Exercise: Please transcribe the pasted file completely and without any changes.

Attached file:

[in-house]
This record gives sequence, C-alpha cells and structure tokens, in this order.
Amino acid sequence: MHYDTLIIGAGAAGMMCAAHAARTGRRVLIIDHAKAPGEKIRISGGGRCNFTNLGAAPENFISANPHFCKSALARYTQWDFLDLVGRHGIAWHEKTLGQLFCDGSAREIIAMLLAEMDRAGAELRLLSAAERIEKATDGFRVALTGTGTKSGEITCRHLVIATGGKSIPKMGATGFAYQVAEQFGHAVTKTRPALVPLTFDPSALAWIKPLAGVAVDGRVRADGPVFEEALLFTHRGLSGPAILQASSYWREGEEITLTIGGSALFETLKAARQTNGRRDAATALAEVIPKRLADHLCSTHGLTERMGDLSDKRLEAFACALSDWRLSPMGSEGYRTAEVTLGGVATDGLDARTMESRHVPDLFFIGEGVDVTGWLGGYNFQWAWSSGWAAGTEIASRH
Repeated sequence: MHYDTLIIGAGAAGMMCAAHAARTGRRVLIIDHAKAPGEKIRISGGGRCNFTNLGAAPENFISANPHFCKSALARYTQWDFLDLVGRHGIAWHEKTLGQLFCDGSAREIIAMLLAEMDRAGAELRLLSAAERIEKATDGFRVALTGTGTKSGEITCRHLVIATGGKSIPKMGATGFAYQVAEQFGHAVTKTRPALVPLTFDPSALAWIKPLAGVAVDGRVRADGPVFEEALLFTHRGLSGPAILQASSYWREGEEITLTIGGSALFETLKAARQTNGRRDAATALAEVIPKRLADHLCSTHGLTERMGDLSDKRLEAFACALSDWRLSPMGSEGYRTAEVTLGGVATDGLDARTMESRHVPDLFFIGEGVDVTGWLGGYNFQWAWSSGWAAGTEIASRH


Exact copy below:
[in-house]
This record gives sequence, C-alpha cells and structure tokens, in this order.
Amino acid sequence: MHYDTLIIGAGAAGMMCAAHAARTGRRVLIIDHAKAPGEKIRISGGGRCNFTNLGAAPENFISANPHFCKSALARYTQWDFLDLVGRHGIAWHEKTLGQLFCDGSAREIIAMLLAEMDRAGAELRLLSAAERIEKATDGFRVALTGTGTKSGEITCRHLVIATGGKSIPKMGATGFAYQVAEQFGHAVTKTRPALVPLTFDPSALAWIKPLAGVAVDGRVRADGPVFEEALLFTHRGLSGPAILQASSYWREGEEITLTIGGSALFETLKAARQTNGRRDAATALAEVIPKRLADHLCSTHGLTERMGDLSDKRLEAFACALSDWRLSPMGSEGYRTAEVTLGGVATDGLDARTMESRHVPDLFFIGEGVDVTGWLGGYNFQWAWSSGWAAGTEIASRH
Repeated sequence: MHYDTLIIGAGAAGMMCAAHAARTGRRVLIIDHAKAPGEKIRISGGGRCNFTNLGAAPENFISANPHFCKSALARYTQWDFLDLVGRHGIAWHEKTLGQLFCDGSAREIIAMLLAEMDRAGAELRLLSAAERIEKATDGFRVALTGTGTKSGEITCRHLVIATGGKSIPKMGATGFAYQVAEQFGHAVTKTRPALVPLTFDPSALAWIKPLAGVAVDGRVRADGPVFEEALLFTHRGLSGPAILQASSYWREGEEITLTIGGSALFETLKAARQTNGRRDAATALAEVIPKRLADHLCSTHGLTERMGDLSDKRLEAFACALSDWRLSPMGSEGYRTAEVTLGGVATDGLDARTMESRHVPDLFFIGEGVDVTGWLGGYNFQWAWSSGWAAGTEIASRH